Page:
Recognition: A Business Case for Developing Through Relationships

  • Anouschka Klestadt


Organizations are becoming more flexible and transgressive in terms of organization of work, loosening of hierarchical ties, greater transparency and accessibility to information, dissolving of boundaries between private and professional lives, and more direct means of coming into contact with others. As these processes take place, the need for recognition and expectations toward others thereof are evolving from more formal, discrete and concrete to more personal, intimate and linked to one’s personal identity. People are confronted by their personal limitations, life-issues and (dis)illusions. While the quality of performance in return for a remuneration is and remains the essential of the relationship with the organization, questions of who we are come up, also during working time. However, we lack—until now—a frame of reference to reflect upon these needs and how to move about interacting with one another with respect for the essentials that motivate people in their lives, maybe not primarily for their work. Can this take place in the open space of organizations? Or are the borders beyond the organization the only available and proper ‘hosts’ of such events?

In this contribution, the deeply human drivers that inevitably underpin human motivation are discussed in terms of a communicative practice where recognition requires articulation of both desires and pain, thereby strongly influencing who we are at work and elsewhere.


Identity-formation Recognition Co-regulation Conflict Authenticity Dignity Leadership 


  1. Beyers, Leo. 1997. Het andere conflict. In Verschil en geschil, 112–156. Gent: Kritiekvzw.Google Scholar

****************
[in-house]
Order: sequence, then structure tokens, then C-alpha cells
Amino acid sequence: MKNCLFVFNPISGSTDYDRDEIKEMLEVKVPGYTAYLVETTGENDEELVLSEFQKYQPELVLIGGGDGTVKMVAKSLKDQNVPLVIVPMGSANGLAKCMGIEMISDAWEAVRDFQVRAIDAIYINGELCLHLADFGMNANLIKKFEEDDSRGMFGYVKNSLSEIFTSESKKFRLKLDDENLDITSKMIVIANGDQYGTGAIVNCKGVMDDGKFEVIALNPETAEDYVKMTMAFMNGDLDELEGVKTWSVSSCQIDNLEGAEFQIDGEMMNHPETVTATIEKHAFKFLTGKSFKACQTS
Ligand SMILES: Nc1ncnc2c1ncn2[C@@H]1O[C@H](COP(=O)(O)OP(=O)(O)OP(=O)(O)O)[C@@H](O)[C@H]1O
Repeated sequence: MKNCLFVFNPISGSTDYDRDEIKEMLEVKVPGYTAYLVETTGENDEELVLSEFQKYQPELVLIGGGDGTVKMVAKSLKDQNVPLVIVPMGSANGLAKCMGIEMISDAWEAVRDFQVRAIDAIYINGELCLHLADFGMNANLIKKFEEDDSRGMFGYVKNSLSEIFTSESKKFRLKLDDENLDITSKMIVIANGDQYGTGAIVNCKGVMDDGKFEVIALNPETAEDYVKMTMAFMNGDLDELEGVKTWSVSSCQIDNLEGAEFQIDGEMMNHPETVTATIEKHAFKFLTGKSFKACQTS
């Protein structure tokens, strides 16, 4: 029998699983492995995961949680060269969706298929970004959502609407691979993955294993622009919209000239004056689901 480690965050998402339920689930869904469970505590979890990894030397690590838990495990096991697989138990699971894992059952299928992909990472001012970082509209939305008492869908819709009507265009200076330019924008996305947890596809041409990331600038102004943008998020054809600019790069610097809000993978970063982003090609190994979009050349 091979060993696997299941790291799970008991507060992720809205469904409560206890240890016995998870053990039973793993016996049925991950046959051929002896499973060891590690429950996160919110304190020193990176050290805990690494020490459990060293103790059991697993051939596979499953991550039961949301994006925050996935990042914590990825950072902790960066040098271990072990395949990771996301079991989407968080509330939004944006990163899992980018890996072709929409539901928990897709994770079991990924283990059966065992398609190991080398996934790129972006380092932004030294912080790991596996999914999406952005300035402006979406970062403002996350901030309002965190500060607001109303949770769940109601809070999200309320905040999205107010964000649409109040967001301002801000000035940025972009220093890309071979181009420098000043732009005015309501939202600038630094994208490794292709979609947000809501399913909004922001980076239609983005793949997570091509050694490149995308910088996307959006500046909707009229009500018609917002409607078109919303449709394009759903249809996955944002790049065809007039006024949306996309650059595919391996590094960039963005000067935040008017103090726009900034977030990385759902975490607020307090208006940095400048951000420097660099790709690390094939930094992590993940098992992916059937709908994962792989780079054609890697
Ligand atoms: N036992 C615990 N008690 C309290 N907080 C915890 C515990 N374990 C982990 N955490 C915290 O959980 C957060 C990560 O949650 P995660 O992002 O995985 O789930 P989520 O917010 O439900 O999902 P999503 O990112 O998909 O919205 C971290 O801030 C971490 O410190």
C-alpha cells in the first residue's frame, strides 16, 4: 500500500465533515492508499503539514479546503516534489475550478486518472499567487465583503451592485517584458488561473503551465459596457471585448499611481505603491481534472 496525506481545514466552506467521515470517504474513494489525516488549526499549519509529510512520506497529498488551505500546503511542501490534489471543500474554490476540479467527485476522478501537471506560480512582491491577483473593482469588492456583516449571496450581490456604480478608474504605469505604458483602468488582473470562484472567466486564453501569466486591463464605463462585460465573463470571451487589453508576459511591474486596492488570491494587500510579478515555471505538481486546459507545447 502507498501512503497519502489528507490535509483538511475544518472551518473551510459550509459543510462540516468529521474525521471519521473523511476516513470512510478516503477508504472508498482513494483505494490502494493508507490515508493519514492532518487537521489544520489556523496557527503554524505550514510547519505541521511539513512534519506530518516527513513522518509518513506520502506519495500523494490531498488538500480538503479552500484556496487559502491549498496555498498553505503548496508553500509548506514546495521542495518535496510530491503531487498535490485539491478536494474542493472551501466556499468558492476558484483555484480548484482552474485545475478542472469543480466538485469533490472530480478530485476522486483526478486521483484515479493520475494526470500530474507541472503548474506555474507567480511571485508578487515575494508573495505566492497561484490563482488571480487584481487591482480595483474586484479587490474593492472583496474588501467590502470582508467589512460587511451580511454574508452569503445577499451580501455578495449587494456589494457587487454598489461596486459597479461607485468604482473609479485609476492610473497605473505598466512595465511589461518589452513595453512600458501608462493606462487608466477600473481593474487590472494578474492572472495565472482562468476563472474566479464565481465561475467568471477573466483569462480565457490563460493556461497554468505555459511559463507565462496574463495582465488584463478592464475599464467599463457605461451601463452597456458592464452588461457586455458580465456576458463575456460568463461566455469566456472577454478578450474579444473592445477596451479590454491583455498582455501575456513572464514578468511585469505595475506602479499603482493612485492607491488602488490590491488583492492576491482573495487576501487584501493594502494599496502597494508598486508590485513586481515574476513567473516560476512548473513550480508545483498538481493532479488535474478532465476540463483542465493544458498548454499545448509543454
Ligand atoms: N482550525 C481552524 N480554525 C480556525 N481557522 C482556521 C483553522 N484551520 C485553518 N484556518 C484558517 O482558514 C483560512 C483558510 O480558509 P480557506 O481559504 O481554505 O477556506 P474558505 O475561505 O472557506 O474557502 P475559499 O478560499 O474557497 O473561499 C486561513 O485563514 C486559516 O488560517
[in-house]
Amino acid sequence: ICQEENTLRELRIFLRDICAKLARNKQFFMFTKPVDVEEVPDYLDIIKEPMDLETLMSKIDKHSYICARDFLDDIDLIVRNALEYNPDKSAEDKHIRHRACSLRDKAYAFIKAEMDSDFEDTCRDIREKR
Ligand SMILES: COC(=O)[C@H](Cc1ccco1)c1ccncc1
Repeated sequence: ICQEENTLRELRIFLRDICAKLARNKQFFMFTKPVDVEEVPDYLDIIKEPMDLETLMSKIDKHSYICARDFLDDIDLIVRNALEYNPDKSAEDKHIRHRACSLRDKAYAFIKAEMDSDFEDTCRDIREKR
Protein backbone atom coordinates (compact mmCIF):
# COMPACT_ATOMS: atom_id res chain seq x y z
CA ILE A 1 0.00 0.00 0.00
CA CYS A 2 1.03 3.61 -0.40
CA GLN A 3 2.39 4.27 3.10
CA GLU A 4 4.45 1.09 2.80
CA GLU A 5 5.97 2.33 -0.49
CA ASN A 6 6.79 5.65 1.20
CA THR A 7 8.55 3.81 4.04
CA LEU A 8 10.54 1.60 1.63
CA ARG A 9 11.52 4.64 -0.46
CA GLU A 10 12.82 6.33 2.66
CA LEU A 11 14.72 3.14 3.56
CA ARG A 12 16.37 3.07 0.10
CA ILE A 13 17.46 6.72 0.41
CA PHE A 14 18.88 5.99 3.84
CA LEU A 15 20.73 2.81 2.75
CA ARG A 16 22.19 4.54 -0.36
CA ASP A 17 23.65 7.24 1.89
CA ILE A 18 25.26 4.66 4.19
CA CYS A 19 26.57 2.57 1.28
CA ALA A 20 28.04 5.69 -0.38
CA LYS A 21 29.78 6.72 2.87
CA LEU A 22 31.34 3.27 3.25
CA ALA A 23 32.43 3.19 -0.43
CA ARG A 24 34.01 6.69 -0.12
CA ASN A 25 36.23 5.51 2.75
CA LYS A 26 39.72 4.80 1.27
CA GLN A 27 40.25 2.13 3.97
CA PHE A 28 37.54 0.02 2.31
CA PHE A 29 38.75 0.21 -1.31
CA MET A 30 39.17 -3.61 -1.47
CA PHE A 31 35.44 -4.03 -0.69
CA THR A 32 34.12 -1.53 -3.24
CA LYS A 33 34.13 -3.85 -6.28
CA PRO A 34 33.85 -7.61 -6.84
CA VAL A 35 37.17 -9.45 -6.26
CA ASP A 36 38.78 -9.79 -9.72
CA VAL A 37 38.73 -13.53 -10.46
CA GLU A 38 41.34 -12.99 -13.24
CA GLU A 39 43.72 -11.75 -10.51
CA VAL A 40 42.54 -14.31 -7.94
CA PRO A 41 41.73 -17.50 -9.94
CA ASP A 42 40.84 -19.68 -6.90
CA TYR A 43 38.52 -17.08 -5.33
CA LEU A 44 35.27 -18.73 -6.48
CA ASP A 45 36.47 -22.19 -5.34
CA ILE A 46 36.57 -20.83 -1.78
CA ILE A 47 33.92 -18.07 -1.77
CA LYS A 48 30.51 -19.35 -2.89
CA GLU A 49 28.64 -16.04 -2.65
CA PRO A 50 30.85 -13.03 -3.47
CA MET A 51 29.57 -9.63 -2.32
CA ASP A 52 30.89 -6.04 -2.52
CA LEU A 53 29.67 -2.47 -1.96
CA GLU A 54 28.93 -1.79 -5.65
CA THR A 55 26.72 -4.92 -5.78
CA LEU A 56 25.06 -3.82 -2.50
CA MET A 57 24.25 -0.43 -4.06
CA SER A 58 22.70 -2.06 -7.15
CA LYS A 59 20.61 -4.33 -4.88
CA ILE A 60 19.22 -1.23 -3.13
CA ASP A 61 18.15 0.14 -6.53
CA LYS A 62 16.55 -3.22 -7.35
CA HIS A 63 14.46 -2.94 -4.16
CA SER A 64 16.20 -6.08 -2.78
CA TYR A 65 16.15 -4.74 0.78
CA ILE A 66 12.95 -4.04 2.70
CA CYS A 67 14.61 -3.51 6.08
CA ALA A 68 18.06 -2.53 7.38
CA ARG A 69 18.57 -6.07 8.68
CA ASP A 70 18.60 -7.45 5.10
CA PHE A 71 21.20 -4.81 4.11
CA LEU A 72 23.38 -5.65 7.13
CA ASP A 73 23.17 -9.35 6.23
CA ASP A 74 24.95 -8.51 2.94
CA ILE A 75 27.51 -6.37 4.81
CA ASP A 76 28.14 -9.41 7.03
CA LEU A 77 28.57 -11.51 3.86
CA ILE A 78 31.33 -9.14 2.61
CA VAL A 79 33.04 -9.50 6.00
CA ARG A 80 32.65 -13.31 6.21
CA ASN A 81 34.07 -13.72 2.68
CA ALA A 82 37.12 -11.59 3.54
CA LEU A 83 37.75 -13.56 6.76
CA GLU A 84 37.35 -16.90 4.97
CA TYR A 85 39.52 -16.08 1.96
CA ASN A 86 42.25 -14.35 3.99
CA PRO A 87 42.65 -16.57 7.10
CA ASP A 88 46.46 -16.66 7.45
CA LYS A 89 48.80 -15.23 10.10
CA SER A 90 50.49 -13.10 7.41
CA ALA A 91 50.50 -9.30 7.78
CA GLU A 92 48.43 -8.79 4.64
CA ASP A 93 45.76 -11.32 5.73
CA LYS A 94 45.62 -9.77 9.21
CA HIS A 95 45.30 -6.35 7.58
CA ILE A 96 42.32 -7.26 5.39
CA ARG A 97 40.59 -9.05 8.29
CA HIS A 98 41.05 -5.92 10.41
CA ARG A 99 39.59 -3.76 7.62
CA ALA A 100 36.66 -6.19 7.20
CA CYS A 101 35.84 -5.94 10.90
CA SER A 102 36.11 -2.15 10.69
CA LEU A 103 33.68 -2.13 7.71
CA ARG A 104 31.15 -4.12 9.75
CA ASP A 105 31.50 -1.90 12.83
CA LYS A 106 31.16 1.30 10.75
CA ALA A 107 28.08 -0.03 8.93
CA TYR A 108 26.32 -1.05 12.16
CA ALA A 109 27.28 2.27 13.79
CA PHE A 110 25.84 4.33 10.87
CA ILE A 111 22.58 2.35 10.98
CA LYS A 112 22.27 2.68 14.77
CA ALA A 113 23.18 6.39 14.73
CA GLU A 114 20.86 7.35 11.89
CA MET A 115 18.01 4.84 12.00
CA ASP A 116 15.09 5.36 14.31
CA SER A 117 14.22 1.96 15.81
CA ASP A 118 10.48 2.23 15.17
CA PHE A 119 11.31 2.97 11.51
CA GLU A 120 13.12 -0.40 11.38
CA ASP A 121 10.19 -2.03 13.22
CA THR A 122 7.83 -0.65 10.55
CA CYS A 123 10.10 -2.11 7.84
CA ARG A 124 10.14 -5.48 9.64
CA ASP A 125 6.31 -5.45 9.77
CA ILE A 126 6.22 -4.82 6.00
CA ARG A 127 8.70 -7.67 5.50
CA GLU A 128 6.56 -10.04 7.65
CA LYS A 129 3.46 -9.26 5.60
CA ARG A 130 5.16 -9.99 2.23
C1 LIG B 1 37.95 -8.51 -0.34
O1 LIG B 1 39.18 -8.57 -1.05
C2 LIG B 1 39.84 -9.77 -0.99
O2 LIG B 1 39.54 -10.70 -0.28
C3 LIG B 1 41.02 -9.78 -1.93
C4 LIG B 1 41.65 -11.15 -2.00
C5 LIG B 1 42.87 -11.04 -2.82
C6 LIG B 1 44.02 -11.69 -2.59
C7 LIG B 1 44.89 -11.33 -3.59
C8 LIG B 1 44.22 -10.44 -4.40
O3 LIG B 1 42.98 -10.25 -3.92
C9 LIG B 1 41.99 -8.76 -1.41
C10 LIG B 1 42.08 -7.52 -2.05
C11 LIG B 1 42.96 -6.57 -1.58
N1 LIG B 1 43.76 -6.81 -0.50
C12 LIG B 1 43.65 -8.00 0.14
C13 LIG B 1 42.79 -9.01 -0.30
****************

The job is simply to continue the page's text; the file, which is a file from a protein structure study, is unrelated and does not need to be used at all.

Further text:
2. Block, Peter. 2011. Flawless Consulting. New York: Wiley & Sons.Google Scholar
  3. Cameron, Kim S., and Robert E. Quinn. 2011. Diagnosing and Changing Organizational Culture: Based on the Competing Values Framework. San Francisco: Jossey-Bass.Google Scholar
  4. Covey, Stephen R. 2013. The 7 Habits of Highly Effective People: Powerful Lessons in Personal Change. New York: Simon & Schuster.Google Scholar
  5. Fogel, A. 1993. Developing Through Relationships, Origins of Communication, Self, and Culture. Exeter: Harvester Wheatsheaf.Google Scholar
  6. Hermans, H.J.M., and H.J.G. Kempen. 1993. The Dialogical Self, Meaning as Movement. London: Academic Press.Google Scholar
  7. Klestadt, Anouschka. 2015. Erkenning III (Recogition III). Hoeleden: Lecture at Campus Gelbergen.Google Scholar
  8. Kolb, David. 2015. Experiential Learning: Experience as the Source of Learning and Development. Upper Saddle River: Pearson Education.Google Scholar
  9. Maslow, Abraham. 1970. Motivation and Personality. New York: Harper & Brothers.Google Scholar
  10. Rossner, Richard. 2015. How Many Years Should You Stay in Consulting? Accessed 5 Apr 2017.
  11. Taylor, Charles. 1997. The Politics of Recognition. In The New Contexts of Canadian Criticism, ed. Ajay Heble, Donna ParmateerPennee, and J.R. Struthers, 98–131. Toronto: Broadview Press.Google Scholar
  12. ———. 1989. Sources of the Self, the Making of the Modern Identity. New York: Cambridge University Press.Google Scholar
  13. Trevarthen, C., and K.J. Aitken. 2001. Infant Intersubjectivity: Research, Theory, and Clinical Applications. Journal of Child Psychology and Psychiatry 42 (1): 3–48.CrossRefGoogle Scholar

Copyright information

© The Author(s) 2018

Authors and Affiliations

  • Anouschka Klestadt
    • 1
  1. 1.Campus GelbergenHoeledenBelgium

Personalised recommendations